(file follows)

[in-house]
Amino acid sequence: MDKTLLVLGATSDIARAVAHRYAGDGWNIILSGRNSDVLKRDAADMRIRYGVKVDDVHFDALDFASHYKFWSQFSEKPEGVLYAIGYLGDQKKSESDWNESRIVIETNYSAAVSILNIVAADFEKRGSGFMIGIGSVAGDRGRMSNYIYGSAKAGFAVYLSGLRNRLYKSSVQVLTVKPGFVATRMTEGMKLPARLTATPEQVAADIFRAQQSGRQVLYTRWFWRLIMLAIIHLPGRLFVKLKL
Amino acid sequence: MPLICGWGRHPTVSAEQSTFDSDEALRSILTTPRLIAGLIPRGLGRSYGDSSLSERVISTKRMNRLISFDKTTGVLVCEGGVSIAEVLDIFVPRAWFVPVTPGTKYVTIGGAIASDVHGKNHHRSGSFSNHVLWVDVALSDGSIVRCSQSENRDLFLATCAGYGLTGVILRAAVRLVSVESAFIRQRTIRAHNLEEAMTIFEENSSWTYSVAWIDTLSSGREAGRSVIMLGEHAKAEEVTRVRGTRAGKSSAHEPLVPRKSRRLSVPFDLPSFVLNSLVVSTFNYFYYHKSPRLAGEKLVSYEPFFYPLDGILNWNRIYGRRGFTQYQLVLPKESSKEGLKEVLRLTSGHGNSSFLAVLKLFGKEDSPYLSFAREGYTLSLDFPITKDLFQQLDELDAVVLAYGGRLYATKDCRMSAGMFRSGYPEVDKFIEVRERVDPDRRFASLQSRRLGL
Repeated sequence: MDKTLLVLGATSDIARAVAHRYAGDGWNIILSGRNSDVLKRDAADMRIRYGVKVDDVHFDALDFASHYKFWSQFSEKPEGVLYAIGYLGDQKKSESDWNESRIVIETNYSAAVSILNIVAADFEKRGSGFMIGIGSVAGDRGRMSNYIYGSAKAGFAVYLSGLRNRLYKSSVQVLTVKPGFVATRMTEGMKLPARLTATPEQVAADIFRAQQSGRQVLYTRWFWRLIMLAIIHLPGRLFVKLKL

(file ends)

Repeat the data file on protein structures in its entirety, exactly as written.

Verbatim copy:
[in-house]
Amino acid sequence: MDKTLLVLGATSDIARAVAHRYAGDGWNIILSGRNSDVLKRDAADMRIRYGVKVDDVHFDALDFASHYKFWSQFSEKPEGVLYAIGYLGDQKKSESDWNESRIVIETNYSAAVSILNIVAADFEKRGSGFMIGIGSVAGDRGRMSNYIYGSAKAGFAVYLSGLRNRLYKSSVQVLTVKPGFVATRMTEGMKLPARLTATPEQVAADIFRAQQSGRQVLYTRWFWRLIMLAIIHLPGRLFVKLKL
Amino acid sequence: MPLICGWGRHPTVSAEQSTFDSDEALRSILTTPRLIAGLIPRGLGRSYGDSSLSERVISTKRMNRLISFDKTTGVLVCEGGVSIAEVLDIFVPRAWFVPVTPGTKYVTIGGAIASDVHGKNHHRSGSFSNHVLWVDVALSDGSIVRCSQSENRDLFLATCAGYGLTGVILRAAVRLVSVESAFIRQRTIRAHNLEEAMTIFEENSSWTYSVAWIDTLSSGREAGRSVIMLGEHAKAEEVTRVRGTRAGKSSAHEPLVPRKSRRLSVPFDLPSFVLNSLVVSTFNYFYYHKSPRLAGEKLVSYEPFFYPLDGILNWNRIYGRRGFTQYQLVLPKESSKEGLKEVLRLTSGHGNSSFLAVLKLFGKEDSPYLSFAREGYTLSLDFPITKDLFQQLDELDAVVLAYGGRLYATKDCRMSAGMFRSGYPEVDKFIEVRERVDPDRRFASLQSRRLGL
Repeated sequence: MDKTLLVLGATSDIARAVAHRYAGDGWNIILSGRNSDVLKRDAADMRIRYGVKVDDVHFDALDFASHYKFWSQFSEKPEGVLYAIGYLGDQKKSESDWNESRIVIETNYSAAVSILNIVAADFEKRGSGFMIGIGSVAGDRGRMSNYIYGSAKAGFAVYLSGLRNRLYKSSVQVLTVKPGFVATRMTEGMKLPARLTATPEQVAADIFRAQQSGRQVLYTRWFWRLIMLAIIHLPGRLFVKLKL